Many of the superintendents surveyed voiced their support for the continuation of the Common Core standards and emphasized their desire to keep politics away from any review process related to Wisconsin’s academic standards.
I'm a Vinehout fan to begin with, but she's even better in this interview with the level of detail in which she describes the issue. I encourage you to read the whole thing, but here's a passage that sums things up quite well.
VINEHOUT: What’s happening in Milwaukee, the parents who are engaged, the parents who are a little wealthier, the parents who maybe have the resources, are pulling their children out of public schools. I was just at a meet and greet in Wauwatosa, where a fellow who teaches – young guy, really excited – who teaches in MPS, really excited about teaching in MPS, and what he described for me what a student body that was becoming higher and higher need, but the resources were not following that. This is where I see Wisconsin going ten years from now. Diane Ravitch’s book lays it out very clearly. The intention is to create a multitude of options for parents. The only problem is: not all parents have those options. We’re never going to see a [Two Hours] Charter school sit down the road from Alma. There’s not enough people. Just like why AT&T doesn’t want to come out and put out broadband there. Why do we have to have our own rural electrification? Because the utility companies didn’t want to come out there. The density of the population is very low. They can’t make money there.As usual, Sen. Vinehout is right. Dems need to be upfront over the next year in calling out the pro-voucher GOP for their failed, corrupt education policies, and stand strongly for what traditionally has been one of Wisconsin's few advantages over other states- its high-quality public education system. A voice defending that system is one of the many reasons I support Vinehout entering the Governor's race, and hope her injuries from this weekend's auto accident don't set her back much.
MoD: Well I don’t’ think these organizations have even expressed an interest in serving kids in these areas. They only want to go into the areas that have large education budgets; that’s been demonstrated nationwide.
VINEHOUT: Absolutely. So to say, “the schools are broken, we need to privatize them” is to repeat the myth of the other side. To say that “poverty is no excuse” is to repeat the myth of the other side. What we need to do is look at what’s actually happening. There’s no evidence that shows us that these schools do any better at educating the same kid when we control for factors like poverty and special education and other factors. And the research is clear: achievement is related to poverty. And how do we solve the problem of achievement in high impoverished areas? We increase the resources. We lower the student/teacher ratio. We use innovative means in a very hands-on, one-on-one if we have to, to help those children. We know the answers to how to deal with these problems, but we can’t seem to get the will of the legislature in this building to pass the changes to the funding formula that recognize that children in poverty cost more to educate....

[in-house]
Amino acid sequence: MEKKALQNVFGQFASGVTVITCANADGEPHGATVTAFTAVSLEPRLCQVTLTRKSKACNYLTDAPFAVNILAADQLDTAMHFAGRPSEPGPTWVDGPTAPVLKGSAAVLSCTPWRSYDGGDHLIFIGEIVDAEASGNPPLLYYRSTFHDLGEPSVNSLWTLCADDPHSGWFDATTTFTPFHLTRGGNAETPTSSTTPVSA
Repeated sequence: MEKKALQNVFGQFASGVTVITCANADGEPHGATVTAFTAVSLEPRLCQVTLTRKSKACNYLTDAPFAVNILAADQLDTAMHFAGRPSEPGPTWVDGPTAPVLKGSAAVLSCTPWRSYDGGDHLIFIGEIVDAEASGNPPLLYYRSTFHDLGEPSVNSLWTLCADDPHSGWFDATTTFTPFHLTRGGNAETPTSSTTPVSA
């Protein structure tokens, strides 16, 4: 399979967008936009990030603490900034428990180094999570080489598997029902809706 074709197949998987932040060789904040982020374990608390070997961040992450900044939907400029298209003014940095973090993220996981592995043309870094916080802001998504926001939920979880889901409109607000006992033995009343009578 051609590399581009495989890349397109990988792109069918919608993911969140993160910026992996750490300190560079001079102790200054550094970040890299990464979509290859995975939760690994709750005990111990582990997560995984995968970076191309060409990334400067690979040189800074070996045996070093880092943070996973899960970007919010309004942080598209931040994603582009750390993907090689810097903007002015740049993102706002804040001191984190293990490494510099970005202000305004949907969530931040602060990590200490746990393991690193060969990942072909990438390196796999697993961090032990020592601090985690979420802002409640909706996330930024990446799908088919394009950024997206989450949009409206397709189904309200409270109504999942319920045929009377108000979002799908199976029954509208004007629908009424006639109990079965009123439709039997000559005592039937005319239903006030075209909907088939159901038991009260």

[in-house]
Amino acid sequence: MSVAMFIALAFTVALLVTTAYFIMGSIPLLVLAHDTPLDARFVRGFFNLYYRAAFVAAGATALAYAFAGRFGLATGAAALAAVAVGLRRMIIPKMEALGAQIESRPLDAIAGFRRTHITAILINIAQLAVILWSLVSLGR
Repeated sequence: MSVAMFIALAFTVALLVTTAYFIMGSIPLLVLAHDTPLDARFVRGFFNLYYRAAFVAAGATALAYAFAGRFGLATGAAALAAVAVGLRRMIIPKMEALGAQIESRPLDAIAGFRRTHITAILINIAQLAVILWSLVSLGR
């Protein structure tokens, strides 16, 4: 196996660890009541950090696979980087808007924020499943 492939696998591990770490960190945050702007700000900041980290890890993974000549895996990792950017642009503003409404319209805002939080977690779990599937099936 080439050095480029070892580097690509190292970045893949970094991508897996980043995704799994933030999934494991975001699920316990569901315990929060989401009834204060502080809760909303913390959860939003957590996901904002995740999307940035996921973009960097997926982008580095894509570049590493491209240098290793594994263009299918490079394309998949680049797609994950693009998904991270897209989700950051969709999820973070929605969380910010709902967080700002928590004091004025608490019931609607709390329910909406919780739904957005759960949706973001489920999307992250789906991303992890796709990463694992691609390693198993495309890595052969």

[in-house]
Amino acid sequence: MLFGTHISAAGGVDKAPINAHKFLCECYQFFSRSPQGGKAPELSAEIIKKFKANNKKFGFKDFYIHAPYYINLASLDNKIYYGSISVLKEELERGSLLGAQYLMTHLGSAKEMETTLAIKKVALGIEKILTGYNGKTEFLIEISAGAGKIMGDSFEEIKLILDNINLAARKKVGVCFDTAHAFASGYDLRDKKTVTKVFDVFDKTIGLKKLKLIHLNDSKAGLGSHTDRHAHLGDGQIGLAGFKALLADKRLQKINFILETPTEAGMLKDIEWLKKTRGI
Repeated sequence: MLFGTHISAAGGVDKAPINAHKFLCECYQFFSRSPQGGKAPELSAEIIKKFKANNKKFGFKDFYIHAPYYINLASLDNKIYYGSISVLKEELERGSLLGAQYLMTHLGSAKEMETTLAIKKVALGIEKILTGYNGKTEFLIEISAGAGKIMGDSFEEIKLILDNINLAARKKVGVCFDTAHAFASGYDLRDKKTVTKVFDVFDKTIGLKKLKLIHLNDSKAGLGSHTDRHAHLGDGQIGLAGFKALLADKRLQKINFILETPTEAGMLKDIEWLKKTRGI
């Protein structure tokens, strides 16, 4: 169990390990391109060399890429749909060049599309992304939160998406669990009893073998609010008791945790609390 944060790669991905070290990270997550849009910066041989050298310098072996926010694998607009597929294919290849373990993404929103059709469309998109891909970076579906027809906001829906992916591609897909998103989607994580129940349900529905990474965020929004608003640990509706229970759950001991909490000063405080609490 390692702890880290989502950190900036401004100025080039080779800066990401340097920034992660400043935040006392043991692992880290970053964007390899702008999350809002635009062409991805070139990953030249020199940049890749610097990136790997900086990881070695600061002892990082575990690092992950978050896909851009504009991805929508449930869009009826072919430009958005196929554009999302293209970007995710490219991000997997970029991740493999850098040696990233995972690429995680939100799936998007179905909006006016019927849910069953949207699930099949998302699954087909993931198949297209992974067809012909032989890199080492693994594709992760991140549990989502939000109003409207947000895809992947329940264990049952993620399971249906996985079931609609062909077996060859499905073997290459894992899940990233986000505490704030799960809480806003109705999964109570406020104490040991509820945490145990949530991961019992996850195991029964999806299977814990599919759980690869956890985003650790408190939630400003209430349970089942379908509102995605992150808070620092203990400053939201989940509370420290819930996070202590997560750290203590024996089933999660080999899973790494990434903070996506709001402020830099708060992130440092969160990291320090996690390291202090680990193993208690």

We need to have a dialogue in communities all across the state about what’s happening, what happens Election Day, what’s happening in the Capitol, and what’s happening in your community related to what’s happening in the Capitol.
When I have those dialogues with people, the first topic that comes up is education. People want a great school. And they’re very worried about what’s happening in the rural schools. And the Republicans see this vulnerability. It’s no fluke of luck that Robin Vos put together a Special Task Force on Rural Schools, and named one of his most vulnerable members, in an area where the schools are being starved of resources, to chair it. If the Superintendent’s uncomfortable, tell me, there’s nobody north of Highway 8 that got a single bit - pennies on the dollar related to that 100 million dollar property tax decrease money going into schools. We know now, from the history, and looking at what happens with property tax and state aid, they’re tied at the hip. If you dramatically decrease state aid, you’re going to increase property tax. Yes, there’s a levy limit, but there’s also a lot of people who haven’t levied to the max – like Alma, and my husband’s on the school board – who are now in the position of saying “We cut as much as we possibly can. If we’re going to continue to provide great education to these students, we’ve got to raise revenue under the levy, and use that space under the levy law.”
We have to be honest – we, the Democrats, have to be honest about what’s happening in the Capitol and how people are being distracted from what really matters. The Common Core hearings were nothing but a distraction.
If Dems don't speak up like Sen. Vinehout, and tell Wisconsinites the truth about what GOPs are trying to mess up, they not only will lose on this issue to the privatizers, but Wisconsin will descend into a mediocrity that few will want to move to.